The U.S. Census Bureau released data last week detailing state and county population estimates as of July 1, 2016.

Here are a few highlights from an analysis of the data by the Hawaii Department of Business, Economic Development & Tourism:

  • Hawaii’s total population grew by 5 percent from 2010 to 2016.
  • The population over age 65 grew 25 percent during the same period.
  • Despite this increase, the median age in the state held steady at 38.6 years.
  • 77.9 percent of the state’s total population is comprised of minorities, defined as “the population identifying their race and ethnicity as something other than non-Hispanic White race alone.”

Silver Tsunami Approaches

Although the median age in Hawaii held steady, the elderly population grew significantly, both overall and as a share of the total population. Nearly three-quarters of the state’s total net population growth from 2010 to 2016 was attributable to residents 65 and older.  

Furthermore, this group grew from 14.3 percent of the population in 2010 to 17.1 percent in 2016.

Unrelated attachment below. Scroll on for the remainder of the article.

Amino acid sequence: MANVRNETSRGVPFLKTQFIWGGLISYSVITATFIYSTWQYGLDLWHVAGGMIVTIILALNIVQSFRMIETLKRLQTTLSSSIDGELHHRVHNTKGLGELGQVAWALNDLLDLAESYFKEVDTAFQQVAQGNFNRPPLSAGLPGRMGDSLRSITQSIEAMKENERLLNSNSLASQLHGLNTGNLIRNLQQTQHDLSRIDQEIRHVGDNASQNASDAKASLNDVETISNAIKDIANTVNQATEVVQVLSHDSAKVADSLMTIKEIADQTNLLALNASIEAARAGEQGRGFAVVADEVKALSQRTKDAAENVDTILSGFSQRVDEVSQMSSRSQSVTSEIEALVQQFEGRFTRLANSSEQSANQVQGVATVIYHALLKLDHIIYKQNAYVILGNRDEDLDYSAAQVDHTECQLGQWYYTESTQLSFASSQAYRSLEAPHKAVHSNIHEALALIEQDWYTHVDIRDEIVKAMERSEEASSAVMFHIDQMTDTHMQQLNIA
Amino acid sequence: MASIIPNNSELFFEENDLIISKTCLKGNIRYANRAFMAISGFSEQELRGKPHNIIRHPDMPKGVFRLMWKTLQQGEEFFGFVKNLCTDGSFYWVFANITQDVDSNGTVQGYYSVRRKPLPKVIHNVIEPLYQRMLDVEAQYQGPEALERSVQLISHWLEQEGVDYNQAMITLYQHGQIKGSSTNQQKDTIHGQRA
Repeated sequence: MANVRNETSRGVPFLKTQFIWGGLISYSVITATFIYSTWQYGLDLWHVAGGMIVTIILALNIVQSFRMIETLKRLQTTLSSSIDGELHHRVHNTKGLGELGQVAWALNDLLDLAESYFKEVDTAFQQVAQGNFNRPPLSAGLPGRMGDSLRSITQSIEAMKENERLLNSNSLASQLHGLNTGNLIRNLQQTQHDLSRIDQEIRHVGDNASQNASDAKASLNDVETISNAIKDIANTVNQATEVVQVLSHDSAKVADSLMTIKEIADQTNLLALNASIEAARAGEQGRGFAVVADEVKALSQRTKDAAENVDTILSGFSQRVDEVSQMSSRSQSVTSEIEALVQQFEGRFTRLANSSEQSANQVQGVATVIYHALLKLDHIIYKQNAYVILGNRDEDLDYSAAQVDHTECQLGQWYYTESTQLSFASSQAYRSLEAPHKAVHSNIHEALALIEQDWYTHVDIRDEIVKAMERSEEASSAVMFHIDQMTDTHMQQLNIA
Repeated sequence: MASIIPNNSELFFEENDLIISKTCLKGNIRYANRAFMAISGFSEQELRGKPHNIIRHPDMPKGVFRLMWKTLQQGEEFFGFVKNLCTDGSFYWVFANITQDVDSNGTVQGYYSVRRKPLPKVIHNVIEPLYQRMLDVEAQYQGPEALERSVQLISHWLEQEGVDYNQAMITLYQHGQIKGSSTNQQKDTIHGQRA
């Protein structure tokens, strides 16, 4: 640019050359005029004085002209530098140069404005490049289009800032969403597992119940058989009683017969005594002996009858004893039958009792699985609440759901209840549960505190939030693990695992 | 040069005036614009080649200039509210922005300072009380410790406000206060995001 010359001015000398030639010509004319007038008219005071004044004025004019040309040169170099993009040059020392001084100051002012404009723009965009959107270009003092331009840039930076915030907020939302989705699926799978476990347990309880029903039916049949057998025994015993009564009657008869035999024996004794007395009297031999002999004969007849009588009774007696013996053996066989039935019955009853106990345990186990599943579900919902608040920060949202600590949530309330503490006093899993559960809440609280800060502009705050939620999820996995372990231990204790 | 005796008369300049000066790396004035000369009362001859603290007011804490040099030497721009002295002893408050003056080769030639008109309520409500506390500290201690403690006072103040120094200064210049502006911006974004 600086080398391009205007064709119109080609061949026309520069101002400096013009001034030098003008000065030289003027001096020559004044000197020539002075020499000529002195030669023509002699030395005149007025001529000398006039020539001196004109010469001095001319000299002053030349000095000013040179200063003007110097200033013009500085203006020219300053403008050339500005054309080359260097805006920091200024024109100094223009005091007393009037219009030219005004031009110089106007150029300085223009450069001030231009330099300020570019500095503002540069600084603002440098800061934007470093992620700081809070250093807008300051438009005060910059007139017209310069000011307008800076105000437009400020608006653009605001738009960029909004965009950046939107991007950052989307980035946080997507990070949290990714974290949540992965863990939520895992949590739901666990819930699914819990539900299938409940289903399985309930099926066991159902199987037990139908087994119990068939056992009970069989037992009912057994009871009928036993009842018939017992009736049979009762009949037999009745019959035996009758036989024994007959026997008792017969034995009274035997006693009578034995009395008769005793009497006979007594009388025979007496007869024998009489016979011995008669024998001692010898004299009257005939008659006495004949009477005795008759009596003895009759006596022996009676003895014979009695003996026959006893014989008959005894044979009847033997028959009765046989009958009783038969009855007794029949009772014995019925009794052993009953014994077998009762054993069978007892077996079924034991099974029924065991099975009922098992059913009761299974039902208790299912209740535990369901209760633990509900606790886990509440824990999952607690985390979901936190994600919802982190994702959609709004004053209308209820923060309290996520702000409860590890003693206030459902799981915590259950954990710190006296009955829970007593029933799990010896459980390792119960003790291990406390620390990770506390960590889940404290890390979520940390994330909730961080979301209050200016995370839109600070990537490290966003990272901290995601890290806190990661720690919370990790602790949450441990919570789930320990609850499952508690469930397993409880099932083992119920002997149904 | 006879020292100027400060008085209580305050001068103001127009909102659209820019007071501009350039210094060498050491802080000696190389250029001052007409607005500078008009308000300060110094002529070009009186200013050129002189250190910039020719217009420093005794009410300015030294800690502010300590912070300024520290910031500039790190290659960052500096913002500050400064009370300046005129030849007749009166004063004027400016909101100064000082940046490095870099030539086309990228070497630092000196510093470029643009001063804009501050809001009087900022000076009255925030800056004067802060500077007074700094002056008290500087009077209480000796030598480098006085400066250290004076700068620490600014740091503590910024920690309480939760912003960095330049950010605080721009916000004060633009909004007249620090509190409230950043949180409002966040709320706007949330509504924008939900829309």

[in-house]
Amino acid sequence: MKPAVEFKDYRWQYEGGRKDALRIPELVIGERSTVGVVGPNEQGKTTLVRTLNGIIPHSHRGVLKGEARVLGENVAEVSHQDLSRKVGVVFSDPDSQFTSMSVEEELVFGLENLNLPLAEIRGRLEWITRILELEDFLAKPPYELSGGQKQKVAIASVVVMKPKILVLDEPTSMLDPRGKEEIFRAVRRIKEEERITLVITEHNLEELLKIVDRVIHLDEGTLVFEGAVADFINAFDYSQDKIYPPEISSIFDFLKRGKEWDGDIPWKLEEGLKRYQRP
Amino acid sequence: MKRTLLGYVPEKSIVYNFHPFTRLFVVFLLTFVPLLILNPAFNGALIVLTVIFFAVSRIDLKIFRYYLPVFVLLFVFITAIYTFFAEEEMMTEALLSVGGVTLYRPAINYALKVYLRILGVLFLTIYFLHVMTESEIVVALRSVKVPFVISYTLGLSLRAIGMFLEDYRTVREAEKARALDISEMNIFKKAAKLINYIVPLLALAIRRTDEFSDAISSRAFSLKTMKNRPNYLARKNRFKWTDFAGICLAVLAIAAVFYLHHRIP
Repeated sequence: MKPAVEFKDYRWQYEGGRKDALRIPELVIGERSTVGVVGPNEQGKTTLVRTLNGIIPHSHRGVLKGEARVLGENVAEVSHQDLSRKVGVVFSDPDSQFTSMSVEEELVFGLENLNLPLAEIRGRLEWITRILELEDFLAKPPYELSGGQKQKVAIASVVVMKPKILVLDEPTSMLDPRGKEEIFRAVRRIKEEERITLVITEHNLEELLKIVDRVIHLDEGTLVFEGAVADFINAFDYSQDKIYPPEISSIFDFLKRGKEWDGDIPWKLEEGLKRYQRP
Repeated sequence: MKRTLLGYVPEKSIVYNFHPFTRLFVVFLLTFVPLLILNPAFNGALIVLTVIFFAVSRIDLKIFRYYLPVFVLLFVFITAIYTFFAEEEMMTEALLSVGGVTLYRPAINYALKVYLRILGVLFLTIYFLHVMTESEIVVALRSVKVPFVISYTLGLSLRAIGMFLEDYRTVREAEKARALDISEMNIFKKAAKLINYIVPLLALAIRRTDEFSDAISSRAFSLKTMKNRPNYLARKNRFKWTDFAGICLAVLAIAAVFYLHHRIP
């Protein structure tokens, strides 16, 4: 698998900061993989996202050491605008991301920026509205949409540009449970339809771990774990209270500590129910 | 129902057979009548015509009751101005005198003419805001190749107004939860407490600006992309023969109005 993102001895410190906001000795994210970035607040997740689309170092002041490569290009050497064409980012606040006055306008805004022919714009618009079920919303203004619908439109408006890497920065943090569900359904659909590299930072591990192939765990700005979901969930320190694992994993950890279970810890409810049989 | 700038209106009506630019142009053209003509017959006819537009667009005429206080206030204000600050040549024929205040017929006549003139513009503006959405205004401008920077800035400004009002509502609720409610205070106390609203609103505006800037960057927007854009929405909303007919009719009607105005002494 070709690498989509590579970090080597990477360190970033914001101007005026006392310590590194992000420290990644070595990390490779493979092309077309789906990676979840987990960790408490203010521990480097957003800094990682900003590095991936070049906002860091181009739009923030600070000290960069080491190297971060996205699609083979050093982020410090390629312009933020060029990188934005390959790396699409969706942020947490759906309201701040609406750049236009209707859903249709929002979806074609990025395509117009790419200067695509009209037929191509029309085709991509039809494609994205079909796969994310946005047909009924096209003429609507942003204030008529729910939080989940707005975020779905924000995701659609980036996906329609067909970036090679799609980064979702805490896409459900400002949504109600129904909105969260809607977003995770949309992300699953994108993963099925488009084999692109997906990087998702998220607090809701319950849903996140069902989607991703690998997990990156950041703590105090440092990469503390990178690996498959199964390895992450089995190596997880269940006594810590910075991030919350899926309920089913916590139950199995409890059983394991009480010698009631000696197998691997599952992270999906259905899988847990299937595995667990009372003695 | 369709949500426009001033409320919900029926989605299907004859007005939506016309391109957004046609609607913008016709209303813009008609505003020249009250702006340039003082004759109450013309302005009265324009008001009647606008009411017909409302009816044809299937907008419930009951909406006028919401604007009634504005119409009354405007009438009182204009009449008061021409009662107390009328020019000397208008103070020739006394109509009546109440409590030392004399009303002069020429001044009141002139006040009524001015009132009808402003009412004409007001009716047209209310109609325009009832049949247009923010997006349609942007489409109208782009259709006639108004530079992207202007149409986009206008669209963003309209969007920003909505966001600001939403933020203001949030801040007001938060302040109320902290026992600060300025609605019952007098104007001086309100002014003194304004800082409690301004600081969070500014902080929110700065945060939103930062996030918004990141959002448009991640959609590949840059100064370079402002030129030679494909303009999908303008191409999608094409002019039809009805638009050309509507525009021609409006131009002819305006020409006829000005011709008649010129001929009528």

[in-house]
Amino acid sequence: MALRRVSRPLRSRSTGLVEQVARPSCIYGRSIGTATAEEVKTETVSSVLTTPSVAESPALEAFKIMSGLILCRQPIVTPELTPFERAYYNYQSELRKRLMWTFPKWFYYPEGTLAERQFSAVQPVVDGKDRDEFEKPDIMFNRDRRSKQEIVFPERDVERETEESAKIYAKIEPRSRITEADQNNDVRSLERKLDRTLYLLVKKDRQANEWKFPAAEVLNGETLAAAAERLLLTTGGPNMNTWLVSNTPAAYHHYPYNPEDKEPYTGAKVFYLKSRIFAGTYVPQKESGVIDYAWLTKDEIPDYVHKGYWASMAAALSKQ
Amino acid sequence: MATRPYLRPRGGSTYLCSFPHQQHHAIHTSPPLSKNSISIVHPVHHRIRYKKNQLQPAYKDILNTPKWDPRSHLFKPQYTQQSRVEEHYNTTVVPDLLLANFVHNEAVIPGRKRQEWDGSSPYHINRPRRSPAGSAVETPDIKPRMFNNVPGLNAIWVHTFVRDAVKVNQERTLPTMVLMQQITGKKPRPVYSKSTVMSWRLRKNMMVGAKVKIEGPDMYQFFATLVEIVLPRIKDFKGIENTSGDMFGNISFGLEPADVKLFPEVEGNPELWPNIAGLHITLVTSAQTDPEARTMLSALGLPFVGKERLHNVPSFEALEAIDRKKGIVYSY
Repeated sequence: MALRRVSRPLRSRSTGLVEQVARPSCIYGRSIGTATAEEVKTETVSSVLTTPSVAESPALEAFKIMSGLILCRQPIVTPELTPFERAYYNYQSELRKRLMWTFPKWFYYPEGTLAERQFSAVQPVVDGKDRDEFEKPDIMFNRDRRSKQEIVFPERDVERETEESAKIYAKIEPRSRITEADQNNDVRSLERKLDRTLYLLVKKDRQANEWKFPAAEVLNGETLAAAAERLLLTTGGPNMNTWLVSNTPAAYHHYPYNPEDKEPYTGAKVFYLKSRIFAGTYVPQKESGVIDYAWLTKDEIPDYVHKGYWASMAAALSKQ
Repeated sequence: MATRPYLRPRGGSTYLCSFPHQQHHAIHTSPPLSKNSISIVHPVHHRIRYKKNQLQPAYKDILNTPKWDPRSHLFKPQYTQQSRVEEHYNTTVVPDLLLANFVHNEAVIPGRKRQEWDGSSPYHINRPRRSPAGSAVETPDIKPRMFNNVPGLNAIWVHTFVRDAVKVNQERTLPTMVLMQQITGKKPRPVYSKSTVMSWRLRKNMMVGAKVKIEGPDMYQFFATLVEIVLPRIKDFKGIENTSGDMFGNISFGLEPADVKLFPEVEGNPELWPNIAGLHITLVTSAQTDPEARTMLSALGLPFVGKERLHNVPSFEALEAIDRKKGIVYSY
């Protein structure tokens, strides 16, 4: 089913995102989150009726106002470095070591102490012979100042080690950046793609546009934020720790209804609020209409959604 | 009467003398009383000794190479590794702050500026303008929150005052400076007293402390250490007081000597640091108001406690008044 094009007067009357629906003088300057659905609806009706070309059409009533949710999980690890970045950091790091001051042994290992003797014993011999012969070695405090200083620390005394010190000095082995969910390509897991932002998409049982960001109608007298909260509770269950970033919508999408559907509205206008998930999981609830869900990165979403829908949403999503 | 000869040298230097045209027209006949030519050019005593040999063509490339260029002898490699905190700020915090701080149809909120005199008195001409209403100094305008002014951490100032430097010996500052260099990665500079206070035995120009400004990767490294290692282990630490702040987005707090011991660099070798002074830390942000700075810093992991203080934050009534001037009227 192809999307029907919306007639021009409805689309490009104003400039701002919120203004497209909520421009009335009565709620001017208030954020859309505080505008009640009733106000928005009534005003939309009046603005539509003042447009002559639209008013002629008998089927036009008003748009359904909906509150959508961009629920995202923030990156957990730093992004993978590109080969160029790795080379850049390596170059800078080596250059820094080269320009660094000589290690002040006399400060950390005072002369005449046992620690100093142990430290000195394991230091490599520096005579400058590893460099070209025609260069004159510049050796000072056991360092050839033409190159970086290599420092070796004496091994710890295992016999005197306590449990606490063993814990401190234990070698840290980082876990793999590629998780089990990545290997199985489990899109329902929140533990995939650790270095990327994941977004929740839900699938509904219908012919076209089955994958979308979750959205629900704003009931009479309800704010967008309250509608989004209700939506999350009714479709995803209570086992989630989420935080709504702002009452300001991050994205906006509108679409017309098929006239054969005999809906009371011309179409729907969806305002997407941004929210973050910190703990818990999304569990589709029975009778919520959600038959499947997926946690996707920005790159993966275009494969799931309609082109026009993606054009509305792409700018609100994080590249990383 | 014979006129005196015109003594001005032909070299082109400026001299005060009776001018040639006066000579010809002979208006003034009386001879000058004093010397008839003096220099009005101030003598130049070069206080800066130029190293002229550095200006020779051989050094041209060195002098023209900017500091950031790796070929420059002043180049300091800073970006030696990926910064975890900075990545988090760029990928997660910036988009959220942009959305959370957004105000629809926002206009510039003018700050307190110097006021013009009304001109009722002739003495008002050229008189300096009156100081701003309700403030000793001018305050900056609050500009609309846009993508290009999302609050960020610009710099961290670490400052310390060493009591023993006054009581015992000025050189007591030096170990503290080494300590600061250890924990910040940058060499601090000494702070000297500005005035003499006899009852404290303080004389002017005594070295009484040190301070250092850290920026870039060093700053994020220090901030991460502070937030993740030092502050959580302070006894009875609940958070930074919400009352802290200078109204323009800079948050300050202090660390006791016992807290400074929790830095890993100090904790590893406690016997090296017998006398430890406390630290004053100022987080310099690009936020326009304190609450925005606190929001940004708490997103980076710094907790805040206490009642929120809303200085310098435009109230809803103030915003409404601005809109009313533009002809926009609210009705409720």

Housing Remains an Issue

While Hawaii has added an estimated 17,600 housing units since 2010, population growth has still outpaced housing growth. The population grew by 5 percent while the number of housing units grew by 3.4 percent during this time period.

Housing units typically hold more than one person, so slower housing growth might still accommodate slightly faster population growth. However, the number of residents per housing unit in the state has increased slightly, from 2.62 residents per housing unit in 2010 to 2.66 in 2016.

Some brighter notes: The yearly population growth has slowed somewhat. And from July 1, 2015 to July 1, 2016, housing growth surpassed population growth for the first time in at least six years.


Slightly More Diverse Population

Already the most diverse state in the country, Hawaii’s minority population grew slightly, from 77.2 percent to 77.9 percent from 2010 to 2016.

The number of people identifying as only black or African American grew 38 percent in this time frame, more than any other single racial group. This group remains small, however, comprising only 2.2 percent of the total state population.

You can explore this data and more on the DBEDT census website.

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